"First of all, we have a personal coach, and I think that helps a lot. Having a personal coach, being healthy and being happy. It helps you to be successful outside of your country," Huni said. "Having a healthy mentality -- it makes you successful outside of the game."
Coaching was banned at Evo 2016 from the quarterfinals onward. Organizers felt that it gave players an unfair edge. They aren't wrong -- it is an advantage -- though not an untoward one. A few days before Evo started, Team Liquid hired their first-ever Super Smash Bros coach, Luis "Crunch" Rosias. Days later, his longtime friend Juan "Hungrybox" DeBeidma finally secured gold after years of just falling short.
For the fighting scene to truly evolve, tournament organizers need to accept that players need structure to perform at their highest level, so they can continue to improve as games change.
Michael Sherman, Competitive Programs Specialist at Riot Games, says that League's collegiate system is growing. As of this coming fall, there will be seven different schools offering League scholarships in North America, which could set esports players up for careers within the community post-pro play. And while uLoL has no current plans to attach itself to competitive, the collegiate space is expanding--all four teams in the campus series finals had coaches. According to Sherman, should the college community ask for it, Riot would be ready to explore the implementation of a more direct process from college to pro gaming.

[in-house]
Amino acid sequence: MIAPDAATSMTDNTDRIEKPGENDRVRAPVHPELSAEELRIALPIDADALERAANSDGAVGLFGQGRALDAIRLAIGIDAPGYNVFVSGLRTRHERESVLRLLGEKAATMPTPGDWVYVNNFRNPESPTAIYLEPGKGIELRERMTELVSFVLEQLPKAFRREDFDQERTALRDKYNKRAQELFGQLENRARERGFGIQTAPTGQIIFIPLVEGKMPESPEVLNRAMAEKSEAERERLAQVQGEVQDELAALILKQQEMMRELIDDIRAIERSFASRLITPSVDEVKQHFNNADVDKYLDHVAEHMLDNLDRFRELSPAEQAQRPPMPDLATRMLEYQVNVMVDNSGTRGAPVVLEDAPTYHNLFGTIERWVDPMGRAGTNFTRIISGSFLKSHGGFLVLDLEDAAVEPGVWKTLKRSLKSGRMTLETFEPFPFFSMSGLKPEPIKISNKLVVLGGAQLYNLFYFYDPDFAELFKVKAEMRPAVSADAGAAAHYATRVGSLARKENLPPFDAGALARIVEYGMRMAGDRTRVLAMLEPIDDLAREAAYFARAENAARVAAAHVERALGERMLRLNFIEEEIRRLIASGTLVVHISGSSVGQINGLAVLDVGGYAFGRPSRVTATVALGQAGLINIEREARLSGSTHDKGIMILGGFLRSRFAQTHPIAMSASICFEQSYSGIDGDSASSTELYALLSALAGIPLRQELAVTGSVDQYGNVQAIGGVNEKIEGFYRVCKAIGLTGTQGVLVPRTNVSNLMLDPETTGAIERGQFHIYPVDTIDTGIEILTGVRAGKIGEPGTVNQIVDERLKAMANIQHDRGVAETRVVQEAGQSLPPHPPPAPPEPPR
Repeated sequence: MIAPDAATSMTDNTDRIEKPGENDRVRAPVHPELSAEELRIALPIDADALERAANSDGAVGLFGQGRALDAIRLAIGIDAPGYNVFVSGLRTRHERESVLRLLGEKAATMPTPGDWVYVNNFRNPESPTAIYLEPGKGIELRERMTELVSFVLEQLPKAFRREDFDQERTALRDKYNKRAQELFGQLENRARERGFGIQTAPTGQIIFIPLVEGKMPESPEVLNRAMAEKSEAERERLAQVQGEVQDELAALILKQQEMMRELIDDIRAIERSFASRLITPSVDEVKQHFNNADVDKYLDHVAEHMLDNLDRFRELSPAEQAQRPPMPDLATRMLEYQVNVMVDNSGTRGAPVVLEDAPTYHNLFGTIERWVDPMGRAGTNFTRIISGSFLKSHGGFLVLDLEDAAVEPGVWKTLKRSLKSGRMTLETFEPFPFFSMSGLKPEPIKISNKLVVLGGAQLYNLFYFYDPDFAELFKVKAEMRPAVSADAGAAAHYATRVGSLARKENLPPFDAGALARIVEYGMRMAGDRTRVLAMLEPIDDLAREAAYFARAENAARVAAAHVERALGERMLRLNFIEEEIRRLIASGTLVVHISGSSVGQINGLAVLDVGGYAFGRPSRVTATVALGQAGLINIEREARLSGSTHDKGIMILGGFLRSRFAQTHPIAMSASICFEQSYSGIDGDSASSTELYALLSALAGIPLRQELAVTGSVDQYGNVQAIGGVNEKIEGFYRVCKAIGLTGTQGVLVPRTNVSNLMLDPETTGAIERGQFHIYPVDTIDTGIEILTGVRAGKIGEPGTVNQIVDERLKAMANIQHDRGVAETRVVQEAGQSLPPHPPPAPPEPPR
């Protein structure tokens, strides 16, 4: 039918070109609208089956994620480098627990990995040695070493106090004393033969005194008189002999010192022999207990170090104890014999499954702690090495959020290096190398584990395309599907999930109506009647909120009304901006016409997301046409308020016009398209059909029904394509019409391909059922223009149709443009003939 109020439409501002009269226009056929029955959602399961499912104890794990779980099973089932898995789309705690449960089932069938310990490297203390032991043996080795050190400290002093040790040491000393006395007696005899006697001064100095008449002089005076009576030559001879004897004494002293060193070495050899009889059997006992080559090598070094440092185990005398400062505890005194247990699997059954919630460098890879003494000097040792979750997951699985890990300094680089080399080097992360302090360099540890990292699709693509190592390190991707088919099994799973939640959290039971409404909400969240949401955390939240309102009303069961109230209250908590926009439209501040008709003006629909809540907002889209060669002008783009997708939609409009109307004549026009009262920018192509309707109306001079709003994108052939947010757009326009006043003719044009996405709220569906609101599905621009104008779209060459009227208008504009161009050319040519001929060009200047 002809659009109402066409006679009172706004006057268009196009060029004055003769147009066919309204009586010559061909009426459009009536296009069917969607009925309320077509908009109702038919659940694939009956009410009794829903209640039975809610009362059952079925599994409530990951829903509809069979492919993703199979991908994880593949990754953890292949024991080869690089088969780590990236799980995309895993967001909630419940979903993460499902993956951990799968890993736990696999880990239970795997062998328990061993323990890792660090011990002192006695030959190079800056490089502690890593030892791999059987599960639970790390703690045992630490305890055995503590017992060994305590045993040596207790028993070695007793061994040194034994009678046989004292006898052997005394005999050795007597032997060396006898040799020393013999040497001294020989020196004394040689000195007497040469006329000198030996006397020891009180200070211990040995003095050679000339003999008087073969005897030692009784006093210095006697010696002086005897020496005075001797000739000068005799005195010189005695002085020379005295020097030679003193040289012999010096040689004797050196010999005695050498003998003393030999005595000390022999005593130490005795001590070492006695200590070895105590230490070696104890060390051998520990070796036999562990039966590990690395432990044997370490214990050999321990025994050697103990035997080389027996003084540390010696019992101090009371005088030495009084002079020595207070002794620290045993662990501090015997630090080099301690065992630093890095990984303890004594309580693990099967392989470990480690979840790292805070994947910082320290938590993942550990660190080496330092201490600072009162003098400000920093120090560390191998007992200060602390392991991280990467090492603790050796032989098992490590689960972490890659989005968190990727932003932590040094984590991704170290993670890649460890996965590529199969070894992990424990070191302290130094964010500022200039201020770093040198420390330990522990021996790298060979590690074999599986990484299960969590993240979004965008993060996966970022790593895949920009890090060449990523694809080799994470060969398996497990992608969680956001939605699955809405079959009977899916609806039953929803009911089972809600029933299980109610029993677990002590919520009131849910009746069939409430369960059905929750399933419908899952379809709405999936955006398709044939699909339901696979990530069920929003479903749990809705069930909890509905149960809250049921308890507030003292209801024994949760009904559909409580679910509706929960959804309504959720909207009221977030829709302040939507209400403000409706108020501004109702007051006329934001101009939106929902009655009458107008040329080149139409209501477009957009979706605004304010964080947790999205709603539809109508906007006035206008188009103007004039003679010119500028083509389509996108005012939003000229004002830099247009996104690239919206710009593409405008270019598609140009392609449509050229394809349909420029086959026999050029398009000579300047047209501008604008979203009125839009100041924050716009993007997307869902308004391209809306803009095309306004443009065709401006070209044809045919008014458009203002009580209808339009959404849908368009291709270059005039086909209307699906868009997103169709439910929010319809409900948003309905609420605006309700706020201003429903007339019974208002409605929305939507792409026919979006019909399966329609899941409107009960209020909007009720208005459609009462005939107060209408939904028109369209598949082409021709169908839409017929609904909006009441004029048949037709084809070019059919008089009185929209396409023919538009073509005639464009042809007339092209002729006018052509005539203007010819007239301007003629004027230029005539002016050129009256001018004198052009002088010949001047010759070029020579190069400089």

"The way I like to think of it, is that you don't sign someone up for little league to go professional one day." Sherman said. "So, we like to think of college as an opportunity to scratch that competitive itch while staying in school. I can't speak for the challenger scene, but we do think of them as parallel paths. We're doing everything we can to help accelerate its growth."
By contrast, opportunities to play fighting games at a competitive collegiate level are essentially nonexistent. Undoubtedly, pros in the fighting game community have been dealt a short hand, but as the scene continues to grow, so does the opportunity for players.
"I kind of think about how my progression as a player. It looks like anyone could have done it. There were plenty of other players who were in the same position as I was, you know, playing the game for fun," Matt said. "I definitely think people should be motivated in whatever situation they're in. Like, sky's the limit."